This week: more for Kymriah, and treatments for autoimmune disorder, epilepsy and diabetes.
Novartis’ application for Priority Review for Kymriah, an autologous CAR-T immunotherapy, has been accepted by the FDA for a second indication. Kymriah is now indicated for patients with relapsed or refractory (r/r) diffuse large B-cell lymphoma (DLBCL) or r/r B-cell acute lymphoblastic leukemia (ALL) that cannot be treated, or have been treated unsuccessfully, with an autologous stem cell transplant. In addition, the European Medicine Agency has granted accelerated assessment to the Marketing Authorization Application for these same indications. If successful, Kymriah would become the first CAR-T therapy available for two distinct indications.
“The first approval of a CAR-T therapy truly redefined the future of the cancer treatment landscape, and we are only at the beginning of this new era in cancer care,” commented Samit Hirawat, Head, Novartis Oncology Global Drug Development. “The Priority Review designation and accelerated assessment signal that the FDA and EMA have recognized the potential of Kymriah to provide a much-needed therapeutic option for these patients with relapsed or refractory B-cell ALL and DLBCL. We are now focused on working with these regulatory agencies to bring this potentially transformative therapy to more patients.”
In the world’s first clinical trial utilizing allogeneic iPSC-derived retinal cells to treat age-related macular degeneration, the first serious adverse reaction has been reported. The patient, in his 70s, suffered a swollen retina and was operated on to remove preretinal membrane, determined to be the cause. All five procedures planned in this clinical trial were carried out March—November 2017 and iPSCs kept at Kyoto University (Japan) were specially created to avoid immune reactions. It is hoped that this will not affect future clinical studies utilizing this technique.
“We cannot deny the causal correlation with iPS cells,” commented team lead Masayo Takahashi, Project Leader for Laboratory for Retinal Regeneration at the RIKEN Center for Developmental Biology (Kobe, Japan), at a news conference, stressing that although it was a serious case that required hospital admission, it was “neither a matter of great urgency nor life-threatening.”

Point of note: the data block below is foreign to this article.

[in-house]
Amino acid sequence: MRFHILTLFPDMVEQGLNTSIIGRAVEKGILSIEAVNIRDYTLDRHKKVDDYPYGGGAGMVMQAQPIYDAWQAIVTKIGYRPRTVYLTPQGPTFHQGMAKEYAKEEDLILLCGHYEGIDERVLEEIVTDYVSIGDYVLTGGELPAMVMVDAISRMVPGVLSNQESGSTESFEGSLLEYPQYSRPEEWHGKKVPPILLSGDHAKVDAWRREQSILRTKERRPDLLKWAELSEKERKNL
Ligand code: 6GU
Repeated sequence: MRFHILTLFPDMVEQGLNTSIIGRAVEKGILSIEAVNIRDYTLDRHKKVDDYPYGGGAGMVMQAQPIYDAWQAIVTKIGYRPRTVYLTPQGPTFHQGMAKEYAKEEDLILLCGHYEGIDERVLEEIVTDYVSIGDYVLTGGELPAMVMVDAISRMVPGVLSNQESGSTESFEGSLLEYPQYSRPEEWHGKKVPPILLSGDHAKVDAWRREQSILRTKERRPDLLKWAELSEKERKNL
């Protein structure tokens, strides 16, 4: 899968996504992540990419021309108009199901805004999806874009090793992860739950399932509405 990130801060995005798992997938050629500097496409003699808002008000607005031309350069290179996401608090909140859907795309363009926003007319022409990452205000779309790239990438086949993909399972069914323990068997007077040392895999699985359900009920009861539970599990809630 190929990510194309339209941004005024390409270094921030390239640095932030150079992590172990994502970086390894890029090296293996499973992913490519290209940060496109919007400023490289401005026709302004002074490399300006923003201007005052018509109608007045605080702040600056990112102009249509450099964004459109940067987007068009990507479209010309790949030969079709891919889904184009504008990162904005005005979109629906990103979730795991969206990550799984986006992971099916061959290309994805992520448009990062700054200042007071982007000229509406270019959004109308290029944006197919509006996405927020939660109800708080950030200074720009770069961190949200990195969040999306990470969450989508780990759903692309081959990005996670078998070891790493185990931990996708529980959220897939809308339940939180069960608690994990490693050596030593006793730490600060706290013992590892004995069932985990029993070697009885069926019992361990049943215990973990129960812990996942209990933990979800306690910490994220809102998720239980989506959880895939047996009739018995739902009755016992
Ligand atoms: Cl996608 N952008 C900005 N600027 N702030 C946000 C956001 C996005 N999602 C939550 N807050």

An implantable medical device containing embryonic stem cell-derived pancreatic cells is to be trialed in Vancouver (BC, Canada). Through vascularization, it is hoped that cells within the implants, developed by ViaCyte (CA, USA), will differentiate into beta cells, sense blood sugar and release insulin as needed. Supported by a CA$500,000 grant from the Stem Cell Network (ON, Canada), the trial could involve 10 or more patients with severe type 1 diabetes who will be followed for 2 years.
“If these replacement cells restore a person’s ability to produce their own insulin when needed, it would prevent dangerous episodes of low blood sugar and lessen the complications resulting from high blood sugar, such as blindness, heart attacks and kidney failure,” commented David Thompson, a principal investigator in the clinical trial and medical director of the Vancouver General Hospital Diabetes Centre.
“Eventually, it might even free people from a lifetime of constantly checking their blood sugar and injecting themselves, transforming treatment of this disease into a more manageable condition.”
The Cell and Gene Therapy Catapult (London, UK) have signed a collaboration agreement with CombiGene (Sweden) to develop manufacturing processes for CombiGene’s drug candidate CG01. CG01 uses gene therapy vectors to deliver neuropeptide y (NPY) and NPY receptors into brain cells, shown to inhibit epileptic seizures in preclinical studies. Through the agreement, a process will be developed to enable CombiGene to progress to commercial GMP production and, subsequently, clinical trials.
“We are delighted to be working with CombiGene to accelerate the commercialization of an important gene therapy to treat an unmet medical need. It is testament to our international reputation and the capabilities that we offer that we continue to be the development partner of choice for innovative cell and gene companies,” commented Keith Thompson, CEO, Cell and Gene Therapy Catapult.
In a new study published in the New England Journal of Medicine, stem cell transplants were found to improve survival of patients with severe scleroderma. Scleroderma is an autoimmune disease that can damage the skin and lungs. The treatment involved chemotherapy and radiation to destroy the patient’s immune system, which is then restored through an autologous blood-derived stem cell transplant. After 72 months, 86% of patients that received the transplant remained alive, compared with 51% of the cohort that had received cyclophosphamide, the most effective existing treatment.
“This is a major advance in the treatment of severe scleroderma,” commented Karen Ballen, co-investigator on the study and director of stem cell transplantation at the University of Virginia Cancer Center (VA, USA).